Making An Impact
Manny Lamarre '09 Leads New Office of Workforce Innovation in Nevada
Springfield, Ohio – During his four years as a student at Wittenberg University, Manny Lamarre ’09 set some lofty goals for himself. Now, less than eight years after receiving his diploma, Lamarre is meeting many of those goals while helping others to achieve theirs.
Lamarre has been named executive director of the state of Nevada’s Office of Workplace Innovation (OWINN), which was launched in 2016 to “promote a skilled, diverse and aligned workforce in the state by building cooperation and collaboration among all entities focused on workforce development.” OWINN was created by Nevada Gov. Brian Sandoval, who issued an executive order using federal funds reserved for statewide workforce investment activities from the Workforce Investment Opportunity Act (WIOA).
“This role is about promoting cross-sector and cross-agency collaboration,” said Lamarre, who studied political science at Wittenberg and also earned all-conference awards as a four-year letterwinner with the Tiger track and field program. “I rely heavily on K-12, higher education, employers, economic development organizations, and state agencies, such as those focused on employment, training and rehabilitation.
“My goals are to create career pathways in high-demand industries, such as advanced manufacturing, education, technology, and healthcare; support the implementation of the 2014 federally reauthorized Workforce Innovation and Opportunity Act reauthorized under President Obama’s administration; and support the governor’s workforce development board and industry sector councils.
“Essentially, we want to see more students graduate ready for college and careers and increase employment outcomes.”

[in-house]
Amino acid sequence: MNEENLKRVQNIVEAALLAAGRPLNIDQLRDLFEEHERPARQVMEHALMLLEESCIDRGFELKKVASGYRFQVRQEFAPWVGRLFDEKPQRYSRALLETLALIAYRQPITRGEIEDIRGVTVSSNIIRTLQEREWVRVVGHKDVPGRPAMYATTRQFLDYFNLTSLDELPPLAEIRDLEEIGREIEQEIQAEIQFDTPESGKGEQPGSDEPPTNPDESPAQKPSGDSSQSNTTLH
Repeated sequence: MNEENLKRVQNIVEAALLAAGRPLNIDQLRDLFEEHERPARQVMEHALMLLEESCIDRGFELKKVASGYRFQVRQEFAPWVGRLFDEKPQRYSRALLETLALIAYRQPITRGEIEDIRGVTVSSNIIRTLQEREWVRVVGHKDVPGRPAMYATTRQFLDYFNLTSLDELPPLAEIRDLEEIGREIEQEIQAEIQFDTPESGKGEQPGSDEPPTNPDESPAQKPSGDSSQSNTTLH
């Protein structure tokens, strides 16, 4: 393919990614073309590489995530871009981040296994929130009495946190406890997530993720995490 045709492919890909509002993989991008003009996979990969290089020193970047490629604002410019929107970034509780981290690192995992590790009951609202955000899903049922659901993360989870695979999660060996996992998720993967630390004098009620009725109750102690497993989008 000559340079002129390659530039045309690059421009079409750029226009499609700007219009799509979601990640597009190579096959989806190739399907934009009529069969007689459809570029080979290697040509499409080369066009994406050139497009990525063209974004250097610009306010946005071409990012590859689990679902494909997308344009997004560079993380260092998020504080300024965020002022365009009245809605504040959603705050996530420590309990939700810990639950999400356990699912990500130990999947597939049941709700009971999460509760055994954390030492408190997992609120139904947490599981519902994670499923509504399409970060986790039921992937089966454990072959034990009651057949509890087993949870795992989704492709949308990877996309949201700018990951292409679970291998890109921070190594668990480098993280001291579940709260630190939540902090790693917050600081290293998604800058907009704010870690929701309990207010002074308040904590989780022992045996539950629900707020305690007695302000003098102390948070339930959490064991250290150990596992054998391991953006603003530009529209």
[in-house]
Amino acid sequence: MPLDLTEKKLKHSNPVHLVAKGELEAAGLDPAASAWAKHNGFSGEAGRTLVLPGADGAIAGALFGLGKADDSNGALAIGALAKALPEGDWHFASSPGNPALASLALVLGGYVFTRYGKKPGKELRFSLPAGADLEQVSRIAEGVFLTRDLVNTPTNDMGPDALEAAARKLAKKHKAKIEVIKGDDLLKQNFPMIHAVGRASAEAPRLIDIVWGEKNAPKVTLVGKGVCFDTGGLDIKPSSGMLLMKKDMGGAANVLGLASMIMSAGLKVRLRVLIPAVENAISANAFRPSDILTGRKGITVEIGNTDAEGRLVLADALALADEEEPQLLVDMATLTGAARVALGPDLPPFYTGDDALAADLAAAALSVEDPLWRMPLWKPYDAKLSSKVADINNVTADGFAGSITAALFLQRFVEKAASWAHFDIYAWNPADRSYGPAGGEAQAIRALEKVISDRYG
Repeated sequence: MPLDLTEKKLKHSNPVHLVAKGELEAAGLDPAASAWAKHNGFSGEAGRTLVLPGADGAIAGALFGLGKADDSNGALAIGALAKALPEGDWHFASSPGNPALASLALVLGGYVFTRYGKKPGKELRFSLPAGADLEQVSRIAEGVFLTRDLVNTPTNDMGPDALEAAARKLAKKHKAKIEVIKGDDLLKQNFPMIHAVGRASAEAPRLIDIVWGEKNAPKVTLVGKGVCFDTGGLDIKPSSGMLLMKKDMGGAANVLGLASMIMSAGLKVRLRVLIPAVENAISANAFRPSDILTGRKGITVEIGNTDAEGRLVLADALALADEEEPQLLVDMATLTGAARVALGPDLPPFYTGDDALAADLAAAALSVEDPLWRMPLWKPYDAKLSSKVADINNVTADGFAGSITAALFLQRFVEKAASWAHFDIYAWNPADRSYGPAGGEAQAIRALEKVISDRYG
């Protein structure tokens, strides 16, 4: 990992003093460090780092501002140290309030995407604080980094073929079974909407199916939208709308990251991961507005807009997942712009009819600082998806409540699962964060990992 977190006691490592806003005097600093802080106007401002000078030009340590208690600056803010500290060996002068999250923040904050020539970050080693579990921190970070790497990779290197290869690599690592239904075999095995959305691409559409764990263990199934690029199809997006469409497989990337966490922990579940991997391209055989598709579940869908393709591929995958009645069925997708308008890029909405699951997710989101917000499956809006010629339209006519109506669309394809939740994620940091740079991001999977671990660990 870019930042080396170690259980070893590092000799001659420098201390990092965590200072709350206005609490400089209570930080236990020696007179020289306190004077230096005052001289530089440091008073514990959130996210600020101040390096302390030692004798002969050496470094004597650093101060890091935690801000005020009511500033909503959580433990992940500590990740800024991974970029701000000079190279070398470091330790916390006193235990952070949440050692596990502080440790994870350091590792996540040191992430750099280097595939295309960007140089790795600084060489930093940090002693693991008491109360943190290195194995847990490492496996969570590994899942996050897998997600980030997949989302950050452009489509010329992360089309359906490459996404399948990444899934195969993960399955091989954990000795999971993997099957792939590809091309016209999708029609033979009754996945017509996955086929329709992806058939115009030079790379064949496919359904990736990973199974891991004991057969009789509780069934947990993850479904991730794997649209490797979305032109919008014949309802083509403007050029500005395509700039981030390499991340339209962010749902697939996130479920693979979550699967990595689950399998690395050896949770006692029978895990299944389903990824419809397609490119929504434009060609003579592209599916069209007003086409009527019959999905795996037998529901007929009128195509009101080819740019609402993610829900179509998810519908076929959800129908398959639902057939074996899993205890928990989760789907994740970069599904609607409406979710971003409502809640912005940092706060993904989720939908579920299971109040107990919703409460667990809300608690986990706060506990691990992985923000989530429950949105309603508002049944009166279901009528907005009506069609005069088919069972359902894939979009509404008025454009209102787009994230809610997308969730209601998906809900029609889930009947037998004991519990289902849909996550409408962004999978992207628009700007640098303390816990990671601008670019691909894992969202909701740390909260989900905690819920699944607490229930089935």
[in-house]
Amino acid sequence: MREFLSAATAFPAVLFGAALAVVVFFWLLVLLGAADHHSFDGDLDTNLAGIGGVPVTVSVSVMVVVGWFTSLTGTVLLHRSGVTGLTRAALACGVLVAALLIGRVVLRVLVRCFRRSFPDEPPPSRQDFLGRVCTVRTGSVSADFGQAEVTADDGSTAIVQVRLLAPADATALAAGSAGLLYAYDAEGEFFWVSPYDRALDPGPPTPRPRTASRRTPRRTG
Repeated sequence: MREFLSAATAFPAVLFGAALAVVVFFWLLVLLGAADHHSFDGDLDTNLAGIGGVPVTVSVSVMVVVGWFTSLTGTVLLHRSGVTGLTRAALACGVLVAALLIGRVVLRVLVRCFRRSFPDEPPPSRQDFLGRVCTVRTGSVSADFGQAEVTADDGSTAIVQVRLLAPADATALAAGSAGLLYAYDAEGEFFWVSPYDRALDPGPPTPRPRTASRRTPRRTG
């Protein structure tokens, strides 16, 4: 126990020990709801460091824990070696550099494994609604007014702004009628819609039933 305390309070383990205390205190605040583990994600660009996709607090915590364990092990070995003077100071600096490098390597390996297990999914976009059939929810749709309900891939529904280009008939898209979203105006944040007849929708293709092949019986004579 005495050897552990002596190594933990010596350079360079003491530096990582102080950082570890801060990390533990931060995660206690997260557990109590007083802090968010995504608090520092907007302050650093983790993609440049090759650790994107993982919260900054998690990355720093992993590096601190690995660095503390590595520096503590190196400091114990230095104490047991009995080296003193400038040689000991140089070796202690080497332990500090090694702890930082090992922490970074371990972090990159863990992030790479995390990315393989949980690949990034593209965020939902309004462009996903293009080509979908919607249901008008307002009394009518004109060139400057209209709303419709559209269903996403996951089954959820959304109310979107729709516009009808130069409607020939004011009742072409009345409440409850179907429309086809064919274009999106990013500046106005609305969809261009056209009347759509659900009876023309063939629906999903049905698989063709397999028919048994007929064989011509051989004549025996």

Lamarre is a native of Haiti who grew up in Miami, Fla., before matriculating to Wittenberg for a college education that he says “played a tremendous role in preparing me for this opportunity.”
“I gained foundational skills and became a stronger writer and critical thinker,” Lamarre said. “Overseeing OWINN and supporting the implementation of policy could not occur without a strong grasp of those foundational skills. I was the first participant of the Wittenberg and B&D Consulting internship program, launched by fellow Witt alumnus David Gogol ’73 to prepare students for roles in public policy. I worked with the firm’s education, energy and climate team.”
Lamarre credits Wittenberg faculty members and fellow students with developing professional interests and personal passions, which led him to his first job after graduation with Teach for America in his hometown of Miami. It was the start of a career that Lamarre describes as “working at the intersection of education policy and practice.”
“As a teacher, I saw an opportunity to make a difference in students living in challenging neighborhoods and with a lot of potential,” Lamarre said. “I began and eventually led a mentoring program for at-risk boys, and I chaired my school’s advisory council supporting the implementation of school-wide policies.
“After three years of teaching, I pursued a master’s degree in education policy and management at Harvard to better understand the policy landscape and how I could affect change more broadly.”
After earning his graduate degree, Lamarre was accepted as an Education Pioneers Fellow, which recruits high-achieving graduate school students and professionals into education leadership careers to solve problems outside the classroom. He was later accepted as a Leadership for Educational Equity (LEE) Fellow and placed in the Nevada Governor’s Office to work with senior leaders of the governor’s staff and the state education department supporting the implementation of education policy, which served as a stepping stone to his newest assignment.
Lamarre said his office has spearheaded three initiatives in its first six months. OWINN provided technical, strategic and editing support to a successful $2 million New Skills for Youth grant application by the Nevada Department of Education to enhance career readiness. The office authored the largest statewide survey and subsequent report on barriers youth and young adults face to training and employment. OWINN has also been assigned to manage a $799,765 ApprenticeshipUSA State Expansion grant, which was awarded to Nevada by the United States Department of Labor.